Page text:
Chiwetel Ejiofor plays the lead role of Northup. With his rather quaint period dialogue, he is just brilliant. Those expressive eyes that so convincingly conveyed fear, pain and anguish, I’m sure helped win him the Oscar.
Plight of Women
The subjugation and degradation of slaves could be especially awful for the women. They were the planter’s ‘property’; he did as he pleased.
Eliza, played by Adepero Oduye, is sold separately from her two little children. She never sees them again.
Then there is the long suffering Patsy; played by Lupita Nyong’o, in her first major cinematic role. McQueen described her as “amazing and an incredible actress”. In her few scenes she was able to convey the absolute pathos of her character.
Patsy’s nemesis, Epps the plantation-owner, played by Michael Fassbender, rapes and beats her savagely. She is a helpless pawn in the domestic conflict between Epps and his disapproving wife Mary; played by Sarah Paulson. Mary wants her husband to sell the girl. But he refuses because she is his best cotton picker. We know however that the drunken lecher has other reasons.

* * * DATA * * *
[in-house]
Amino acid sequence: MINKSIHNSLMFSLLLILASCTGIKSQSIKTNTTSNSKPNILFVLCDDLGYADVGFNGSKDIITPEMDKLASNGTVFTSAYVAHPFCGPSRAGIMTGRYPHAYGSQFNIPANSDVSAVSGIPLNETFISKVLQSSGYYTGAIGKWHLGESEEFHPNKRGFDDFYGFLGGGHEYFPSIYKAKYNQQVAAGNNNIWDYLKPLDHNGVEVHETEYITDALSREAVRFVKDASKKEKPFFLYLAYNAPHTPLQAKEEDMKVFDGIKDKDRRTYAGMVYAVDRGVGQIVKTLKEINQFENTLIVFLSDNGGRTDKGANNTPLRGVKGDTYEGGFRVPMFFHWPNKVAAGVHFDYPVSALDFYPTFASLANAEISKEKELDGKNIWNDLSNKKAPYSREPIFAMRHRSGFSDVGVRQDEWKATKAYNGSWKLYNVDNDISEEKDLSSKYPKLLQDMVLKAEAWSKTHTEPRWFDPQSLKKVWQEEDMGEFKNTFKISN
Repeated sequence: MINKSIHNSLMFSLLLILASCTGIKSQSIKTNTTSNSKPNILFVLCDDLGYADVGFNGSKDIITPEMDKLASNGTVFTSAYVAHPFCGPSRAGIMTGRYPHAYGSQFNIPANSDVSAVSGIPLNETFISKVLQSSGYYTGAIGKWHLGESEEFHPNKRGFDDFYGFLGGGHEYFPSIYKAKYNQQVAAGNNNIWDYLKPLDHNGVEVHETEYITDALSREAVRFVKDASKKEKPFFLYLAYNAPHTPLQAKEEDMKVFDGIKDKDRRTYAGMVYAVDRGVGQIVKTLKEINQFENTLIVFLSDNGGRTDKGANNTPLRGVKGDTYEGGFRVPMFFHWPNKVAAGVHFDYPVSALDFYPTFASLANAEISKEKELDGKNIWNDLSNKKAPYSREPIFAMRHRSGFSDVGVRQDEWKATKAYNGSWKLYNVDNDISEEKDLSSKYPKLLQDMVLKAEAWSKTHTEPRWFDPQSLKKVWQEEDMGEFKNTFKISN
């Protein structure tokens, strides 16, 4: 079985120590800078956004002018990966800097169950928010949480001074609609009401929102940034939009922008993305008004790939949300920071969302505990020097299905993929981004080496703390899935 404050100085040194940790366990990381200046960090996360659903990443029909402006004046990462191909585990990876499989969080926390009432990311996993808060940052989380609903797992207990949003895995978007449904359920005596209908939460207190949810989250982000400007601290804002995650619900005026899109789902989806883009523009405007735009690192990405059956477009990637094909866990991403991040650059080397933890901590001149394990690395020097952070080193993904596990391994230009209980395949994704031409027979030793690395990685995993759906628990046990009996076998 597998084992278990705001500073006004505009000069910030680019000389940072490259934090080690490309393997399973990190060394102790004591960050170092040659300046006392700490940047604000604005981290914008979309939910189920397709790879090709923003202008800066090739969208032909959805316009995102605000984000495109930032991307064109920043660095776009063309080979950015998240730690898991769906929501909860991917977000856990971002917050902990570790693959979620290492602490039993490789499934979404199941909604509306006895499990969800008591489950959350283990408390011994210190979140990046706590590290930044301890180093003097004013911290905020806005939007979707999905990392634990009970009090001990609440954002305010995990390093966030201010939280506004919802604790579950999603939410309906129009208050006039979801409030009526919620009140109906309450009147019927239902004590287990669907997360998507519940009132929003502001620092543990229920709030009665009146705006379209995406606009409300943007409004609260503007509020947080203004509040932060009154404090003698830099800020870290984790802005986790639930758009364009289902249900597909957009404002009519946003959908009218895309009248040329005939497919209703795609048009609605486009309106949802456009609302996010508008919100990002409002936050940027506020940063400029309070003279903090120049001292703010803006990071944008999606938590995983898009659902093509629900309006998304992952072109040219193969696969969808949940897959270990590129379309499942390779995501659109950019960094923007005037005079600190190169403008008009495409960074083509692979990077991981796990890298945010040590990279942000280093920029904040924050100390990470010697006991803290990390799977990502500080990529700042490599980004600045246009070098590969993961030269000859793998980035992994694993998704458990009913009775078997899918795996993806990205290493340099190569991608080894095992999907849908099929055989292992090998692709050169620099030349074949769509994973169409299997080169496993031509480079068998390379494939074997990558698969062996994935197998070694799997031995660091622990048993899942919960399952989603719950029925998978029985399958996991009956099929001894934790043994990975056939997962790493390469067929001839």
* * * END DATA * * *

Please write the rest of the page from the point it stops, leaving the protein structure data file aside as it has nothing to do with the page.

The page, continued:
Frustrated and bitter, the jealous wife vents her spleen, not on the real culprit in this triangular affair, but the hapless Patsy; humiliating her and getting her beaten whenever possible. Patsy is a truly tragic figure; she never knew freedom and probably never would. Death was the only escape she could hope for. But Solomon rebuffs her plea to do for her what she was not strong enough to do for herself.
Slavery in America
The US received 388,000 of the ten million African captives who survived the Atlantic crossing, and by the start of the Civil War in 1861, had over four million slaves.
Solomon Northup’s experience though was not typical. His skills as a violinist and handyman earned him recognition on the plantation and increased his value to his “owner”. More importantly he was not doomed to despair. Being held illegally he could hope to, and did eventually, regain his freedom.